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U.S. House Prices Continue to Soar


This article is published in collaboration with Statista

by Florian Zandt


Low mortgage interest rates driving up prices, demand outstripping supply due to material shortages, increased competition by investors: The U.S. housing market is becoming increasingly inaccessible to regular people wanting to buy their own single-family home. As our chart based on data from the S&P CoreLogic Case-Shiller U.S. National Home Price Index shows, prices in this housing segment have reached an all-time high.


In December 2021, the index rose to 278.63 points, the highest since its inaugural year of 1987. This marks an increase of 178 percent since January 2000 and of roughly 19 percent since December 2020. The reasons for this are, as already hinted at, manifold. For example, a recent survey conducted by the National Alliance of Home Builders showed that 96 percent of participants saw high prices for building materials as a significant problem in 2021, with 91 percent claiming that this issue will continue throughout 2022.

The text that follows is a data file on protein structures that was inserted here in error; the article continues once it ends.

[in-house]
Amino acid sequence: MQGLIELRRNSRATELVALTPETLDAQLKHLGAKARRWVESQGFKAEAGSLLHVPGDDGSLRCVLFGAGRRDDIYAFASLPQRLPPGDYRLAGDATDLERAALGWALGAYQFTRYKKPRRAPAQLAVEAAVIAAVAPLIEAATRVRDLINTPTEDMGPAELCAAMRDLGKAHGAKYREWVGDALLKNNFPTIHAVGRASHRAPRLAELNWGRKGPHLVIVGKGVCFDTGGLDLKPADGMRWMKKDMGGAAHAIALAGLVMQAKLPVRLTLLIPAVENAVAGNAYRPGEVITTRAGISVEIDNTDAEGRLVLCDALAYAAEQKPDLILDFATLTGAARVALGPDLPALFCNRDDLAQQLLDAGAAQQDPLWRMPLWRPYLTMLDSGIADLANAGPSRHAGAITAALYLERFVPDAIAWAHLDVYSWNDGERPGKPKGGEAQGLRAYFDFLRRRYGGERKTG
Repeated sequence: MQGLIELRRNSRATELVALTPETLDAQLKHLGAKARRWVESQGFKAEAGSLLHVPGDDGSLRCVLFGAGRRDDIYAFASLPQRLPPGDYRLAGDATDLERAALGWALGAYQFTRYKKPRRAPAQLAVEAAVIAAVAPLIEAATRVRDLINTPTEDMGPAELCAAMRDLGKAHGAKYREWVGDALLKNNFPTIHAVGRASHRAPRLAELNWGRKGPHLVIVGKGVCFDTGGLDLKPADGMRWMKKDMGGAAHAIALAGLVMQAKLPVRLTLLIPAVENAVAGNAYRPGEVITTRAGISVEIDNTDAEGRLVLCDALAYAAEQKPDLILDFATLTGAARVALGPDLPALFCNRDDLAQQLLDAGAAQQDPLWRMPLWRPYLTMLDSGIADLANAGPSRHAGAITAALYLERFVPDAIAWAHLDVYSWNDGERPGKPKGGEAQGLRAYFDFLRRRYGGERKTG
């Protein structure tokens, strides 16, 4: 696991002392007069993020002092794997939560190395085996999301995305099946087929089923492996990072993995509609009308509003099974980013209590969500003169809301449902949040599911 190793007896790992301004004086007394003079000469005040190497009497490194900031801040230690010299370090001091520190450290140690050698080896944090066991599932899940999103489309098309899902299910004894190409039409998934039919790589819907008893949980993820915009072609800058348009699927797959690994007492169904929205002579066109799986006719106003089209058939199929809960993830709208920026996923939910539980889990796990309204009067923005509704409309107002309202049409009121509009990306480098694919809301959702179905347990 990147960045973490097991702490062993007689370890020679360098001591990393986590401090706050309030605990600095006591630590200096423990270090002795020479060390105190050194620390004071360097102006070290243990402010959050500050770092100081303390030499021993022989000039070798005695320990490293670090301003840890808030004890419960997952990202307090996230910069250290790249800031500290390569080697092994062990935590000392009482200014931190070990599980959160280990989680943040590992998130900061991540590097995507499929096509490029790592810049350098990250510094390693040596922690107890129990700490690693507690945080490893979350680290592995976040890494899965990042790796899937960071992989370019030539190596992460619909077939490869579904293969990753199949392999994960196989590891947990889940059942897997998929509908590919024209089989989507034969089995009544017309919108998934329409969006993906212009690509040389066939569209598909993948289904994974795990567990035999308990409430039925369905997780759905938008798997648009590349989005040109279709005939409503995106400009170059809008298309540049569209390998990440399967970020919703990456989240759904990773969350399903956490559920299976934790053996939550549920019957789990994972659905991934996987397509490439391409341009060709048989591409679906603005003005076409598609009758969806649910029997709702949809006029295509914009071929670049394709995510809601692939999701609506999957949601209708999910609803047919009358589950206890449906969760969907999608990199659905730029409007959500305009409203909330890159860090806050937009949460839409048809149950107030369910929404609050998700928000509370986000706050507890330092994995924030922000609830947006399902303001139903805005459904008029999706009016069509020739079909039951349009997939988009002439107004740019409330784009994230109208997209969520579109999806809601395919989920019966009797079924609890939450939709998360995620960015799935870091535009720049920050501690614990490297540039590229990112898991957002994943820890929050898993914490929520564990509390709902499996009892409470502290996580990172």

This, in turn, leads to a backlog in construction, which mostly affects single-family units. According to data from the U.S. Census Bureau, the number of houses in this segment that were authorized but hadn't started construction yet stood at 152,000 in October 2021 alone, the highest figure since August 2006. Other factors in play include global and national investors flooding the market as well as the rise of iBuying, where companies use dedicated algorithms to estimate a house's value and instantly buy it in cash, skirting mortgage issues and the majority of the market as a whole.


While pressure might ease on some fronts as the coronavirus pandemic becomes endemic in the next couple of years, the core problems will persist. "It’s not a bubble, it really is about the fundamentals," said Jenny Schuetz, a housing researcher at the Brookings Institution, in an interview with The New York Times. "It really is about supply and demand — not enough houses, and huge numbers of people wanting homes." This demand not only influences housing prices in general but the share of higher-cost single-family units as well. According to the U.S. Census Bureau, the average price for a family home stood at $391,900 in 2020, with the market share of houses selling for more than $400,000 amounting to 34 percent in that year.


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